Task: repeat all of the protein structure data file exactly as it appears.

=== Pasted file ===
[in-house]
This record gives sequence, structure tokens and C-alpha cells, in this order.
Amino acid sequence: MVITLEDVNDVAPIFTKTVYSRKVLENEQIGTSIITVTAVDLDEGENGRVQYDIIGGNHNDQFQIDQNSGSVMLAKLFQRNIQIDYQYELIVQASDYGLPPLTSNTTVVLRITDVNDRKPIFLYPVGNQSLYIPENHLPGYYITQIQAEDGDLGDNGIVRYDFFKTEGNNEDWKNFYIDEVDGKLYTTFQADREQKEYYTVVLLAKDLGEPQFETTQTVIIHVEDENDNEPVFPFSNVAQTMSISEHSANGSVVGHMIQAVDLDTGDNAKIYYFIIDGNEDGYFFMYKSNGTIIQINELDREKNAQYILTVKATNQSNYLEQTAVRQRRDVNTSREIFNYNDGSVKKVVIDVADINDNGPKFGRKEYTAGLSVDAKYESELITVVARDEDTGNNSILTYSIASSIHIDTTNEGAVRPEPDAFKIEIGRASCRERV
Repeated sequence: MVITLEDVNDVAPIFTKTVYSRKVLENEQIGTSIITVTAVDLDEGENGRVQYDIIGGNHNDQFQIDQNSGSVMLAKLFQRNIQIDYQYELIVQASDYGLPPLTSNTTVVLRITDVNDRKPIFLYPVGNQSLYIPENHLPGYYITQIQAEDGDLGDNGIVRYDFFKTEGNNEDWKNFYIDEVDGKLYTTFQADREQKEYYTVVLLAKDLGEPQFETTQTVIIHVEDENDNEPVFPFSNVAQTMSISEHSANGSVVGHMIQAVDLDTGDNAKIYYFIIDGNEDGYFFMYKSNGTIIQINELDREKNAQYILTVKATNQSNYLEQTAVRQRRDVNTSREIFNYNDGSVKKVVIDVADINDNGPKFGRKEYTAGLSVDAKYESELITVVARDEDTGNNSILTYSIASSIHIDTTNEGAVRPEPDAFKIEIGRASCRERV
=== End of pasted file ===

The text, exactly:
[in-house]
This record gives sequence, structure tokens and C-alpha cells, in this order.
Amino acid sequence: MVITLEDVNDVAPIFTKTVYSRKVLENEQIGTSIITVTAVDLDEGENGRVQYDIIGGNHNDQFQIDQNSGSVMLAKLFQRNIQIDYQYELIVQASDYGLPPLTSNTTVVLRITDVNDRKPIFLYPVGNQSLYIPENHLPGYYITQIQAEDGDLGDNGIVRYDFFKTEGNNEDWKNFYIDEVDGKLYTTFQADREQKEYYTVVLLAKDLGEPQFETTQTVIIHVEDENDNEPVFPFSNVAQTMSISEHSANGSVVGHMIQAVDLDTGDNAKIYYFIIDGNEDGYFFMYKSNGTIIQINELDREKNAQYILTVKATNQSNYLEQTAVRQRRDVNTSREIFNYNDGSVKKVVIDVADINDNGPKFGRKEYTAGLSVDAKYESELITVVARDEDTGNNSILTYSIASSIHIDTTNEGAVRPEPDAFKIEIGRASCRERV
Repeated sequence: MVITLEDVNDVAPIFTKTVYSRKVLENEQIGTSIITVTAVDLDEGENGRVQYDIIGGNHNDQFQIDQNSGSVMLAKLFQRNIQIDYQYELIVQASDYGLPPLTSNTTVVLRITDVNDRKPIFLYPVGNQSLYIPENHLPGYYITQIQAEDGDLGDNGIVRYDFFKTEGNNEDWKNFYIDEVDGKLYTTFQADREQKEYYTVVLLAKDLGEPQFETTQTVIIHVEDENDNEPVFPFSNVAQTMSISEHSANGSVVGHMIQAVDLDTGDNAKIYYFIIDGNEDGYFFMYKSNGTIIQINELDREKNAQYILTVKATNQSNYLEQTAVRQRRDVNTSREIFNYNDGSVKKVVIDVADINDNGPKFGRKEYTAGLSVDAKYESELITVVARDEDTGNNSILTYSIASSIHIDTTNEGAVRPEPDAFKIEIGRASCRERV